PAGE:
Checking the foundation layout is not difficult, but it may seem that way if you've never done it, especially when you see the confusing array of layout strings running between the batter boards.
Don't hesitate to check over the concrete man's layout, based on your house plans, even though you may get ugly looks and side comments from him or his workers.
Here's the problem - it's rare that they don't make one or more errors in their layout. Even a small mistake can create a problem later in the project that will be hard to fix.
Everything that gets built on your house will be based on the foundation layout!
Be On the Job Site for These Decisions
To get what you really want, be on the job site when the concrete man starts his layout. You will work with him to make these decisions:
1. Exact location and orientation of the house on the lot or property.
2. Height of the entry floor level above the surrounding grade. Read about this if you haven't done so.
How It's Done
These are the steps you can expect:
1. The corner stakes of the "box" will be set (an imaginary rectangle drawn around the outermost walls on all sides of the house. Some of these corner stakes may be well beyond the outer corners of the actual house.
The corners of the "box" are illustrated on this drawing, but may not be drawn on your house plans.
Checking the corner stake, to make sure the "box" is square.
2. Batter boards are installed on all sides. The top of these horizontal boards (usually 2x4's) will be set at the top of the floor. You may get a surprise when you see how high the floor may be on one side of the house, due to slope on the property. We strongly recommend setting a floor slab at least 16 inches above grade, to avoid rain water problems around your finished house. If you will have a crawl space, the floor level will be higher than this, to accommodate the required clear space between the bottom of the floor structure and the soil (usually at least 18 inches).
3. The foundation layout is completed by pulling strings across the batter boards to set the locations of the slab's outer edges, or the outer faces of foundation walls or piers. These outer faces of the slab and the foundation walls will often be on the same string. The strings will be set to the dimensions of every item that affects the locations of footings, foundation walls, and level changes in the slab.
4. Footings are dug, based on the foundation plan, using the strings as a guide.
5. Reinforcing steel ("rebars") is placed and tied in the footings. Forms are built where footings step up or down due to sloping grades.
6. Concrete footings are poured. If your house is to have a monolithic slab (slab and footing poured all at once), other work will be done under the slab before the concrete is poured.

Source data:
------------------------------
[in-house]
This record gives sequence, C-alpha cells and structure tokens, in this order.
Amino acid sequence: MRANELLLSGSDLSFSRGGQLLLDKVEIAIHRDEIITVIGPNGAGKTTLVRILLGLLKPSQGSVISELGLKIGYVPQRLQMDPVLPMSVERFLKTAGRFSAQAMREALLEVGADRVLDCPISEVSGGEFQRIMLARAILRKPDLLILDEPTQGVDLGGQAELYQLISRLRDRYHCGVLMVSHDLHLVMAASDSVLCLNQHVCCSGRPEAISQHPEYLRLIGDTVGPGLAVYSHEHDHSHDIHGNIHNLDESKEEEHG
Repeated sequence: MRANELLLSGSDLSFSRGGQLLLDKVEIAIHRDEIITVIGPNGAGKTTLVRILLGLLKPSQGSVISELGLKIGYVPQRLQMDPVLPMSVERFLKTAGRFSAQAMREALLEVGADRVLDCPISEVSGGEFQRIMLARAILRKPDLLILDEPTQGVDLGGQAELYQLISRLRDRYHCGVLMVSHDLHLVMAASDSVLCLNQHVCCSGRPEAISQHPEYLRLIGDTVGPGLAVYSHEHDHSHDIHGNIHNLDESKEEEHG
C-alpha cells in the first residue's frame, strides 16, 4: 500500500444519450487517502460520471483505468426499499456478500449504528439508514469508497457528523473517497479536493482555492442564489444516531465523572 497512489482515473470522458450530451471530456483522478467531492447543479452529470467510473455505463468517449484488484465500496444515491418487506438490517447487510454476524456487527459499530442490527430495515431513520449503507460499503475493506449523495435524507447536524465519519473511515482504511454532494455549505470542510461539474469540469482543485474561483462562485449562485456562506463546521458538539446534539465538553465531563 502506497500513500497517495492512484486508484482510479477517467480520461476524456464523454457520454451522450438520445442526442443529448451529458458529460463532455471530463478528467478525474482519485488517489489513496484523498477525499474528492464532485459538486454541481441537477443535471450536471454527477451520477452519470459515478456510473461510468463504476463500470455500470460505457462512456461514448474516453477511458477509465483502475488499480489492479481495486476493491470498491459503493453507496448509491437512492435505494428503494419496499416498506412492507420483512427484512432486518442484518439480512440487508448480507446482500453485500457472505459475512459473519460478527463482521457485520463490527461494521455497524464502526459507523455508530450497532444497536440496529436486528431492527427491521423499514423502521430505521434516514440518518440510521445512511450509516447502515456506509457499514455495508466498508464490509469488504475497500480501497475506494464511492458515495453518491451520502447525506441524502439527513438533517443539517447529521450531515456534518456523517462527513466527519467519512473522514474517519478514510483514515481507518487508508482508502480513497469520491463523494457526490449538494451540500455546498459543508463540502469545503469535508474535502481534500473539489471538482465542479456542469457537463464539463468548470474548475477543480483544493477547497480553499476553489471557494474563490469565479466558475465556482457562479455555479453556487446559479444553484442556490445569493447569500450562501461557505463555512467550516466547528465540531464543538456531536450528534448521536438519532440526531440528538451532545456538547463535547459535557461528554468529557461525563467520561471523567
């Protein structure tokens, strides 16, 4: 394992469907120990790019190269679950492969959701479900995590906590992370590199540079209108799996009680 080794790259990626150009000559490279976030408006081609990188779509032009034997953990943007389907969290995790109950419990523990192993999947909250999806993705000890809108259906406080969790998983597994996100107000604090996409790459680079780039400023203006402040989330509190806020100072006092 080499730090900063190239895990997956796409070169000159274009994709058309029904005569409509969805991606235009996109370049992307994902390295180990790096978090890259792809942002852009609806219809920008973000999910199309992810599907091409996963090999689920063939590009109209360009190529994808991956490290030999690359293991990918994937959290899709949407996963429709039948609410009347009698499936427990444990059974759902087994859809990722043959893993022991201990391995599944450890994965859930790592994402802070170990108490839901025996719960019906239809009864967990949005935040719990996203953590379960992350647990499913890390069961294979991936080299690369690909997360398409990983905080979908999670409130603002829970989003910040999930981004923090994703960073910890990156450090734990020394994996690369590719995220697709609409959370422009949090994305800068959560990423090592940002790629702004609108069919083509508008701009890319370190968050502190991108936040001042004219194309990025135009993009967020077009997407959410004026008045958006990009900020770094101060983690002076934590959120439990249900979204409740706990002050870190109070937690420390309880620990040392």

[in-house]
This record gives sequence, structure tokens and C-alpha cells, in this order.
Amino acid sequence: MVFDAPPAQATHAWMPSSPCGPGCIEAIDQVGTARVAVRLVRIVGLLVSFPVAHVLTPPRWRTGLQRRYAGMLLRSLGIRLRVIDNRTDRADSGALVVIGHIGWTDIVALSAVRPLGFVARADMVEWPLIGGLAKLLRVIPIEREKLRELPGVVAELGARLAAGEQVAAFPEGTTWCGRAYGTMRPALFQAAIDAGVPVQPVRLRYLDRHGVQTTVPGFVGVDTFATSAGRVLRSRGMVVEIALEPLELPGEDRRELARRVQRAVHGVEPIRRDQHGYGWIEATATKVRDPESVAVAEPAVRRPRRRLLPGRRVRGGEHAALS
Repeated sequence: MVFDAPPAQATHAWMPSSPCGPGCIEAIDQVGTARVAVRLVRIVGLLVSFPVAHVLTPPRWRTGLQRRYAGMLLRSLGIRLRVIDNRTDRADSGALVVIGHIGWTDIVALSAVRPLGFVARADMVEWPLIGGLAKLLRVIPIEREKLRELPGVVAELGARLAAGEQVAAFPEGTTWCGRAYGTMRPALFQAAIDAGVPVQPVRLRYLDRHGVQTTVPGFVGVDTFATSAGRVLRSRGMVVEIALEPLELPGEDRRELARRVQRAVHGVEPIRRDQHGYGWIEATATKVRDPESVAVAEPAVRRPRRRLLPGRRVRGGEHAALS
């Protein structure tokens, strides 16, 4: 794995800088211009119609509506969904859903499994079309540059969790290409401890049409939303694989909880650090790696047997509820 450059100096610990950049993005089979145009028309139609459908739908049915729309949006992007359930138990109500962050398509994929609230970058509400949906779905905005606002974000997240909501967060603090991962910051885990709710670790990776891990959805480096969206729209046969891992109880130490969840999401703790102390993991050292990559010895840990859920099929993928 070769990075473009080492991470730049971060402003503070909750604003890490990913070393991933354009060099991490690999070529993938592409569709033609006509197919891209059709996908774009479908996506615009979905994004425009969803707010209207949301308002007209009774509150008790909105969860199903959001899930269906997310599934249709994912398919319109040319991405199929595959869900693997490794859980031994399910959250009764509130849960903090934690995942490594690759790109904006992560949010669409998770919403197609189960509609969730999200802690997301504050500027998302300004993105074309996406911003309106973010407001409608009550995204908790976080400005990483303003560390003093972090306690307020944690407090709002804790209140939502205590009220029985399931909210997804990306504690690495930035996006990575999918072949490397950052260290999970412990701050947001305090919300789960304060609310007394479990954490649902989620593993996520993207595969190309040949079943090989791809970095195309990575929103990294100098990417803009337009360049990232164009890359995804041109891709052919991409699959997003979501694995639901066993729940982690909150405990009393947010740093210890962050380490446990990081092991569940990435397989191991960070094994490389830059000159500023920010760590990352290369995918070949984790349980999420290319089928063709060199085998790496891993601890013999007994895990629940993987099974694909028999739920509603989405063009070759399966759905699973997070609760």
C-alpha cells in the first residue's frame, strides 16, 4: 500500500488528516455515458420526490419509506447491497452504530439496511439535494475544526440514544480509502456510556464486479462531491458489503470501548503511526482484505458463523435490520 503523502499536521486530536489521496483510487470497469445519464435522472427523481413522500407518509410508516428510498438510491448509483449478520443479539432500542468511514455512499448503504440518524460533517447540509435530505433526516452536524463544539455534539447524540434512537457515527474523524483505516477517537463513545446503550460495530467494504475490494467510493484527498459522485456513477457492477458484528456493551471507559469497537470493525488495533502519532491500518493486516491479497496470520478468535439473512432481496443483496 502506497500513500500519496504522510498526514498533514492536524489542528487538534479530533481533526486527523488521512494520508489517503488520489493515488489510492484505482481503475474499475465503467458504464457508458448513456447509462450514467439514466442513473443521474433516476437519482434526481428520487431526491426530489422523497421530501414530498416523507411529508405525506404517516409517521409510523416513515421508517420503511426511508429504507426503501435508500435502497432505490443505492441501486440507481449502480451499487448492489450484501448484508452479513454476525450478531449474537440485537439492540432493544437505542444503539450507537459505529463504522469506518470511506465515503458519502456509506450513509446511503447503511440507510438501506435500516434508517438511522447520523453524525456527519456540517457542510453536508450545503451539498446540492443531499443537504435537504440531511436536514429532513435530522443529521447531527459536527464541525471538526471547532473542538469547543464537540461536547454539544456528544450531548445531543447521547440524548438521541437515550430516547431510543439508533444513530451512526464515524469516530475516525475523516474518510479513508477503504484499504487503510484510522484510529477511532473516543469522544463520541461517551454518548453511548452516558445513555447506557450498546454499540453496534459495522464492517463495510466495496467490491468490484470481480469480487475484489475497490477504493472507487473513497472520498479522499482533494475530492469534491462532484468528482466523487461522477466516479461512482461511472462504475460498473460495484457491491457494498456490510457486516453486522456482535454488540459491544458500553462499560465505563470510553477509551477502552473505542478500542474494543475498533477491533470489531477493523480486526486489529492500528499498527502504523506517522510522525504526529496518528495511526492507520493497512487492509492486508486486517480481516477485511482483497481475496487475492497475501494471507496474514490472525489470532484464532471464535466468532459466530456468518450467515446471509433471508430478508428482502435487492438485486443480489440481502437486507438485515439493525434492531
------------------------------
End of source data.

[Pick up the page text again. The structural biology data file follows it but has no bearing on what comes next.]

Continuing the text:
After the layout strings are set, take a set of drawings (your house plans), a 25-foot measuring tape, pink flagging tape, and a carpenter's pencil, and check every string and dimension against the foundation plan. I usually do this after all the strings are in place and the workers have gone home for the day.
Each string should be looped over a nail that has been carefully set, with a number written on the batter board that matches a dimension on the plan. Don't assume they are correct! Check every dimension with your measuring tape. Start in a corner and work your way all around the house. Don't just check two sides, but check all the way around. I've seen strings set correctly on one side of the house, but wrong on the opposite side. There should be a string for every footing and foundation wall, so some strings will be for a footing on the near side, and some will be for a footing on the far side, but they will all run all the way across.
The 21'8" and 3-1/2" written on the batter board correspond to dimensions shown on the left side of the foundation plan below.
Be sure you are right, then review your questions with the concrete crew. Many people will be insulted or amused to see you checking their work, since they do this every day and are "experts." Don't worry - if you don't find anything, it's all great. If you do find mistakes, I guarantee that the concrete man will instantly take you more seriously.
I find some type of error in the foundation layout, before the concrete is poured, on almost every house.
How to Mark Errors or Questionable Items
When I am absolutely certain that I know the correction for a misplaced batter board string, I may move the nails and string myself. I always review this with the concrete man, just to be sure that my change is correct. Otherwise, if the concrete crew is not on the job site when you find a mistake, mark it with pink flagging tape. Tie the tape to the nail or string with a note.
Take the time to check the foundation layout! And check it again the footings are dug to make sure that they match the string layout and the foundation plan, before the concrete is poured!
Susan and I wish you the very best with getting the foundation layout correct for the home of your dreams!